August, 1st, 2019

By Christopher J. Stankus and Jacob J. Alexander

In a recent case, Ford showed that design patents are an effective way to prohibit third-party manufacturers from making “knock-off” replacement parts. In Automotive Body Parts Association (“ABPA”) v. Ford Motor Co. (“Ford”), the Federal Circuit held two of Ford’s design patents, D489,299 and D501,685, covering the hood and head lights of the F-150, were valid and fully enforceable.

ABPA, an aftermarket manufacturer, was producing replacement hood and headlamps for the Ford F-150. In an attempt to circumvent the protection of Ford’s design patents, ABPA sued for invalidity and/or unenforceability of the Ford patents.

ABPA asserted the design patents had “aesthetic functionality” that rendered them invalid. The Federal Circuit disagreed, as the purpose of design patents is to “expressly grant their owners exclusive rights to a particular aesthetic for a limited period of time.” [1].

ABPA also argued that once the original F-150 was sold the patent rights were exhausted, which allowed ABPA to make replacement parts to “repair” the truck. The Federal Circuit rejected this argument finding this only applies to authorized sales by the patent owner and does not extend to unlicensed third-party replacement parts. The Federal Circuit stated that the purchaser of an F-150 is permitted to “repair the designs as applied to the specific hood and headlamps sold on the truck, [but] the purchaser may not create new hoods and headlamps using Ford’s designs.” [2].

This decision reinforces the importance of design patents. Many people/companies narrowly focus their patent portfolio on utility patents when they should consider both utility and design patents. Design patents provide additional rights by protecting an invention’s appearance. A comprehensive patent portfolio on a mechanical device (e.g. a car, a welder, a medical device, etc.) should have both utility patents protecting the functionality and design patents protecting the appearance. Even if a utility patent is not available, a design patent may be an effective method to protect an invention.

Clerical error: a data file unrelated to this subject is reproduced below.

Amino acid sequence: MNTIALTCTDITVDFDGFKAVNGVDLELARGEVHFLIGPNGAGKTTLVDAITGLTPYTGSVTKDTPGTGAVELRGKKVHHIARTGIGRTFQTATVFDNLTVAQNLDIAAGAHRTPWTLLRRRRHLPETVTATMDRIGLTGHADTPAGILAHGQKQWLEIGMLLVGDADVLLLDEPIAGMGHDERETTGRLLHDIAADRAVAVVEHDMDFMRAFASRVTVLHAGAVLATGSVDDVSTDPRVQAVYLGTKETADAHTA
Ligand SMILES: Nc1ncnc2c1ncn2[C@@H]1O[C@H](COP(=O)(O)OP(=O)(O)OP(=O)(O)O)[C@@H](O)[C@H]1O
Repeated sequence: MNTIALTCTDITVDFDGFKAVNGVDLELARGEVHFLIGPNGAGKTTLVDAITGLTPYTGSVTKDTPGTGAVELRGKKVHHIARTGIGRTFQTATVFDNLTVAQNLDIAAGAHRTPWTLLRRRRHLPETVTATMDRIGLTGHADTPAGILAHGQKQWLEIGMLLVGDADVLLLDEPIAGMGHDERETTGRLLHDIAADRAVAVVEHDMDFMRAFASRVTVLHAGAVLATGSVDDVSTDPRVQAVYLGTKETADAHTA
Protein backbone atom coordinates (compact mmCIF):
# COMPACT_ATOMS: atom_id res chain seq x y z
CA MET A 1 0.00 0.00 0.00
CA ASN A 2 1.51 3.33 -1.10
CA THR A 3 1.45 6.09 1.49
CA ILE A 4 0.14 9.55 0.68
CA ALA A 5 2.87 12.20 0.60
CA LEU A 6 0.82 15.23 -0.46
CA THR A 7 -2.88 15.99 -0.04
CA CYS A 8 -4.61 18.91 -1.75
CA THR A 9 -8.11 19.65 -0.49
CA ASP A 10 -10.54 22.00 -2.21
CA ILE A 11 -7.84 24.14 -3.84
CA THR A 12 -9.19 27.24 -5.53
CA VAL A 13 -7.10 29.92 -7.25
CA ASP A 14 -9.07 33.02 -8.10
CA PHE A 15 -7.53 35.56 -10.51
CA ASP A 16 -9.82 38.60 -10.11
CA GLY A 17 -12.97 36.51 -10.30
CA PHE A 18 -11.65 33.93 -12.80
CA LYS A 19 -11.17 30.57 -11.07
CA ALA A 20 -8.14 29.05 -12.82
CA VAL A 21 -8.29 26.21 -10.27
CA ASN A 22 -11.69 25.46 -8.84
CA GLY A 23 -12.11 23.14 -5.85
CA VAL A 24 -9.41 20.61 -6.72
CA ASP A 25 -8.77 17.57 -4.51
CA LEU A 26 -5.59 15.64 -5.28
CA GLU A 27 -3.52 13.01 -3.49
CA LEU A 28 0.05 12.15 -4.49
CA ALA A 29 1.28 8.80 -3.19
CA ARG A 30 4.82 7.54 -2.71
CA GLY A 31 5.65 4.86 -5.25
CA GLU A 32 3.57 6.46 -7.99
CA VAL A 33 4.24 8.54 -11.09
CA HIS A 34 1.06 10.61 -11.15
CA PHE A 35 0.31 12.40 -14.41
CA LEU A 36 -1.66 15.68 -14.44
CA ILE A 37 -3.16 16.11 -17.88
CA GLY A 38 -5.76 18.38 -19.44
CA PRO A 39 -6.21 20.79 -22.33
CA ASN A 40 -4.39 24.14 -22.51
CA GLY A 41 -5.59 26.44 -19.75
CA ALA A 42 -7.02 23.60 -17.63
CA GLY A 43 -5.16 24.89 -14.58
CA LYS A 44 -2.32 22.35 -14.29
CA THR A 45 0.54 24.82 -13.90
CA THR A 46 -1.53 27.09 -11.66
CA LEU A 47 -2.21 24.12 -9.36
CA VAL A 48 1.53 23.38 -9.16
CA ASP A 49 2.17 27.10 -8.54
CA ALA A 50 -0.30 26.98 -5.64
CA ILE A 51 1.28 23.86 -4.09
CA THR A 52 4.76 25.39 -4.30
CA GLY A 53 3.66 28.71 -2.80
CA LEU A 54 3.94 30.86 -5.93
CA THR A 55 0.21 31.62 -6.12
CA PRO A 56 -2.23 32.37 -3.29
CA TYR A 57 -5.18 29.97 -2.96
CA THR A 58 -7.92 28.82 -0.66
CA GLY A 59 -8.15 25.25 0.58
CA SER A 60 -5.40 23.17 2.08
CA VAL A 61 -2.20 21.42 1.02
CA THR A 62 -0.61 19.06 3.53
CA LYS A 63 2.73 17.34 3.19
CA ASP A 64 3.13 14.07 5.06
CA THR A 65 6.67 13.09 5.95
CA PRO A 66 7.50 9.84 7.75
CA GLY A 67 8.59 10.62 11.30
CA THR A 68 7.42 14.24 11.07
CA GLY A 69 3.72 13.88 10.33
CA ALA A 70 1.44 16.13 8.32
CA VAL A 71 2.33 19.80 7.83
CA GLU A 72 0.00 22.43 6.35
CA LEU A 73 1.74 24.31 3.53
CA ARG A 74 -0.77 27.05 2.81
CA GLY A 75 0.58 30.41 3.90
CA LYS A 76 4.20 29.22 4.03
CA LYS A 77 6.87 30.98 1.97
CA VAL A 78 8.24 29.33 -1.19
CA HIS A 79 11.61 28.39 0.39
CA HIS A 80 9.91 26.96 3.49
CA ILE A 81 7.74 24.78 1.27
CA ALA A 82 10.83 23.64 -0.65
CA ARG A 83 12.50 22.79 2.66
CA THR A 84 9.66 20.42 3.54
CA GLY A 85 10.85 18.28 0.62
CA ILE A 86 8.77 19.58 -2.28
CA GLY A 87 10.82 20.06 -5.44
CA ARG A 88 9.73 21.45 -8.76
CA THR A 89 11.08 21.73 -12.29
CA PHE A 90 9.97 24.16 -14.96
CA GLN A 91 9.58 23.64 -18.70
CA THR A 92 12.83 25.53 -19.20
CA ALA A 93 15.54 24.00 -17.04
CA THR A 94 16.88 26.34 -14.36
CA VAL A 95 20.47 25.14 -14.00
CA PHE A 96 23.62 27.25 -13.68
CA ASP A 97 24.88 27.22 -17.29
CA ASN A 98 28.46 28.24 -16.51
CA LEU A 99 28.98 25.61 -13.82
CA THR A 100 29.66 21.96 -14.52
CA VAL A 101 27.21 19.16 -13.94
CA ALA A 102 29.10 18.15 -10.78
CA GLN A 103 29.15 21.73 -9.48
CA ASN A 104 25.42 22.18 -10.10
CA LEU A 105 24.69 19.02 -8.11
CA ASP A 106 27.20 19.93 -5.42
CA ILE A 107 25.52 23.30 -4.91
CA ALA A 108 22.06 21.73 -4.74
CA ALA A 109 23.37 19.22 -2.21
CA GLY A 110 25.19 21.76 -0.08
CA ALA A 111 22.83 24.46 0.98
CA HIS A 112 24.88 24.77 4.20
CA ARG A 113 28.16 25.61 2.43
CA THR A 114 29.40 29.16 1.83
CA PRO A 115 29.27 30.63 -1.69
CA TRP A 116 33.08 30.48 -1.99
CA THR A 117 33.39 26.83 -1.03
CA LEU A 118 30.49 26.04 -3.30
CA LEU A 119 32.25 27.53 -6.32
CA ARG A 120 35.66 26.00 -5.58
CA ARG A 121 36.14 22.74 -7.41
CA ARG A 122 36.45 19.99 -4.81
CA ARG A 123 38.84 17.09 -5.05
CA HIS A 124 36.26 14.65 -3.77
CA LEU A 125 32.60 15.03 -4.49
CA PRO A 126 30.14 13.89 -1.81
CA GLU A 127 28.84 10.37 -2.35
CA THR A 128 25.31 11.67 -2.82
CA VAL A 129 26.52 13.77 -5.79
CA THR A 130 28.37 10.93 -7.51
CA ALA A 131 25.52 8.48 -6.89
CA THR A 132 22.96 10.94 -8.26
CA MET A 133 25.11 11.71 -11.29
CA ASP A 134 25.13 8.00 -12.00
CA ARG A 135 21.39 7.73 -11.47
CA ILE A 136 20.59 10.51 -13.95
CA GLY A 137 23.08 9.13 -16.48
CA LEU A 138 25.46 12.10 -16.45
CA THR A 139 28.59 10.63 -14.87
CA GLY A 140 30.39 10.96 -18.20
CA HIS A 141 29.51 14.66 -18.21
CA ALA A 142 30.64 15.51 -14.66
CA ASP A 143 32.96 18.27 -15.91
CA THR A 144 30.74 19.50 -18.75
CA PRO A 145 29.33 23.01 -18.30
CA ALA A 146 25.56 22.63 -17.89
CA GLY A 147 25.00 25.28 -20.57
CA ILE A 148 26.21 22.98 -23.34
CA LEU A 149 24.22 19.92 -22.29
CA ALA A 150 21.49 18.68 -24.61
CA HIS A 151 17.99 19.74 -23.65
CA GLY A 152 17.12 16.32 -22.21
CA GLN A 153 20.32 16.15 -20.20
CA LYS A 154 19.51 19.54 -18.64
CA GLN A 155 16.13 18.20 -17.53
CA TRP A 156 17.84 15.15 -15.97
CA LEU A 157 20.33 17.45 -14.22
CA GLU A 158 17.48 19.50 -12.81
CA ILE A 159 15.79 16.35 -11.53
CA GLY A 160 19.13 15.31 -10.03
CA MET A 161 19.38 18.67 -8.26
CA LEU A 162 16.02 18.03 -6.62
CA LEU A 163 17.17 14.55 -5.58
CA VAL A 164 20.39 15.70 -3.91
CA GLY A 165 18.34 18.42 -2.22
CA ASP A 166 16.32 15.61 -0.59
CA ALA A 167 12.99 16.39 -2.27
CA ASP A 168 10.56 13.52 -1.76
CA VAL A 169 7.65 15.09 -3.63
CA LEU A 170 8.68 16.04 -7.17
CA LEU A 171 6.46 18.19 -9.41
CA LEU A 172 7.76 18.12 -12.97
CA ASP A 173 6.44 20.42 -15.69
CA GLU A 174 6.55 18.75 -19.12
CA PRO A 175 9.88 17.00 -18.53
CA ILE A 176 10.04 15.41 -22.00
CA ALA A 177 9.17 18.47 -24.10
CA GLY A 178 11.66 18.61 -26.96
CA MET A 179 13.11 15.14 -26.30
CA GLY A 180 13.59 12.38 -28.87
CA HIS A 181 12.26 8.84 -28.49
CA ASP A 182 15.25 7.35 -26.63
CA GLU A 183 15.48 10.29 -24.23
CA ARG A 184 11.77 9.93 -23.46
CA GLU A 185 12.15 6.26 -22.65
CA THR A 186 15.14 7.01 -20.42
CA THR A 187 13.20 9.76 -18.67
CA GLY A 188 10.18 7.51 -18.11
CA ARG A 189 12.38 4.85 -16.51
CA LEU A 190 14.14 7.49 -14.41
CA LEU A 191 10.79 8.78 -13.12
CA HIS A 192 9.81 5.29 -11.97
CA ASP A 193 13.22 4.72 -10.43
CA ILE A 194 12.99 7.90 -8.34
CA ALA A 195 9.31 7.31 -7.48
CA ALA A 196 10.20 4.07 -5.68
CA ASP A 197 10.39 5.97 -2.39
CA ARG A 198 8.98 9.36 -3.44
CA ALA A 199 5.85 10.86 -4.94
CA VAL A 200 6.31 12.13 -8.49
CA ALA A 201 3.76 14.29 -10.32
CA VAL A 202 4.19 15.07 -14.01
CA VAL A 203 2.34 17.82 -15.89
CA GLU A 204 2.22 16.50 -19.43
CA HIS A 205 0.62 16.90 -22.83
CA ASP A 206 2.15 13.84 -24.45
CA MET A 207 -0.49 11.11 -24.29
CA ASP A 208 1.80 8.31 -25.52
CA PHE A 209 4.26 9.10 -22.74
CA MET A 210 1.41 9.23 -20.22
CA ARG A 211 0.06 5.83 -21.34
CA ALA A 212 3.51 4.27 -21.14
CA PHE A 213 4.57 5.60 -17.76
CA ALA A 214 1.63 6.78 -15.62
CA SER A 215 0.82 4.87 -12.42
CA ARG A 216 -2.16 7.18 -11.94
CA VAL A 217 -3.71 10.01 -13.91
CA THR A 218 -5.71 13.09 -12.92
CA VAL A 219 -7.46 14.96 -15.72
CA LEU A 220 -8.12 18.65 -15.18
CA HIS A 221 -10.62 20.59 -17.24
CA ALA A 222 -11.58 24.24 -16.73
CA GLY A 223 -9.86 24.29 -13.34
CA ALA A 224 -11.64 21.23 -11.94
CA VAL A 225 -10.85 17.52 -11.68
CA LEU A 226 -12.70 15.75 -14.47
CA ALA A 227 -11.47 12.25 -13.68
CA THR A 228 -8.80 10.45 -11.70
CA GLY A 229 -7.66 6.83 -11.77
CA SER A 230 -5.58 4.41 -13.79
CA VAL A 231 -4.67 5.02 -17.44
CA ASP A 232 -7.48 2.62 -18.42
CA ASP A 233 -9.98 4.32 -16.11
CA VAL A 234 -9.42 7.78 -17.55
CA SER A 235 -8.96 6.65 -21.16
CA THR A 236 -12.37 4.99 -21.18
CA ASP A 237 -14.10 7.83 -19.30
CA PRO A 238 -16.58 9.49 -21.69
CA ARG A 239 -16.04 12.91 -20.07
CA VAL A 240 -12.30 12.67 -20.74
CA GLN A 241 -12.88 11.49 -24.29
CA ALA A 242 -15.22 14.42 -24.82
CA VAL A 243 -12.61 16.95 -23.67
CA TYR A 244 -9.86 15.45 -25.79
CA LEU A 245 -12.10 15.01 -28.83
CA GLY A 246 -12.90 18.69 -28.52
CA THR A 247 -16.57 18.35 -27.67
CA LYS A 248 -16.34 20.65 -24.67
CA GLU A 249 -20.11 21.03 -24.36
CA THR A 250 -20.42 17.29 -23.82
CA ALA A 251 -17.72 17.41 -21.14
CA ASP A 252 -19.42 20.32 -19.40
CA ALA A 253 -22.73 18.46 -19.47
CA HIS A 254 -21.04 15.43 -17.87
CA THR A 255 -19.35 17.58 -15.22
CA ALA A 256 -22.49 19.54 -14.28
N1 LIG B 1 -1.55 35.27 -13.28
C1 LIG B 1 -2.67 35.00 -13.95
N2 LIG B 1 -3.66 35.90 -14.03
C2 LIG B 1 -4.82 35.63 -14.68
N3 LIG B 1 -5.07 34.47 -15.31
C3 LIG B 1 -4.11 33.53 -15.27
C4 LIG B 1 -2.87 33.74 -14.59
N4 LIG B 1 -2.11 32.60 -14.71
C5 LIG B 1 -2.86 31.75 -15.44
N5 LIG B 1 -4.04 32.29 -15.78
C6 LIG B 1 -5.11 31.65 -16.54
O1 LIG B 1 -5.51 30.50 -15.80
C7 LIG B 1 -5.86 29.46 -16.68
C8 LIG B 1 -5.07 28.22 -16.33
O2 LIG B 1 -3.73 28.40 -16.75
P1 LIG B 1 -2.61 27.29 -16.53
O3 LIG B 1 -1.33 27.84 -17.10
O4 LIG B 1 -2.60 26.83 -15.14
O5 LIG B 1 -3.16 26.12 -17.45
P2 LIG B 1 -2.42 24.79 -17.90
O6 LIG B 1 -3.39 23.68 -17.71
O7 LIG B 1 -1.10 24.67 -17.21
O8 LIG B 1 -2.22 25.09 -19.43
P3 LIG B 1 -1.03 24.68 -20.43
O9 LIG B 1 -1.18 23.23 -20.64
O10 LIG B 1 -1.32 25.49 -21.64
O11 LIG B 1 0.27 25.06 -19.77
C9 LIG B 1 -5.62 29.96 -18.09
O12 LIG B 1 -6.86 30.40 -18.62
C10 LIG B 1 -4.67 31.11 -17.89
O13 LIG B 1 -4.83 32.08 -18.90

WHIPgroup’s patent prosecution and litigation practice aggressively seeks protection for inventions and commercial products in the USPTO and actively enforces those protections in the ITC, Federal Courts, and before the U.S. Patent Office’s Patent Trial and Appeal Board (PTAB). WHIPgroup’s attorneys excel in cases on behalf of both plaintiffs and defendants, having successfully litigated numerous cases through trial, obtained favorable settlements, and won appeals at the Federal Circuit.


[1] Auto. Body Parts Ass’n v. Ford Global Techs., LLC, No. 2018-1613 9 (Fed. Cir. 2019)

[2] Id., at 19


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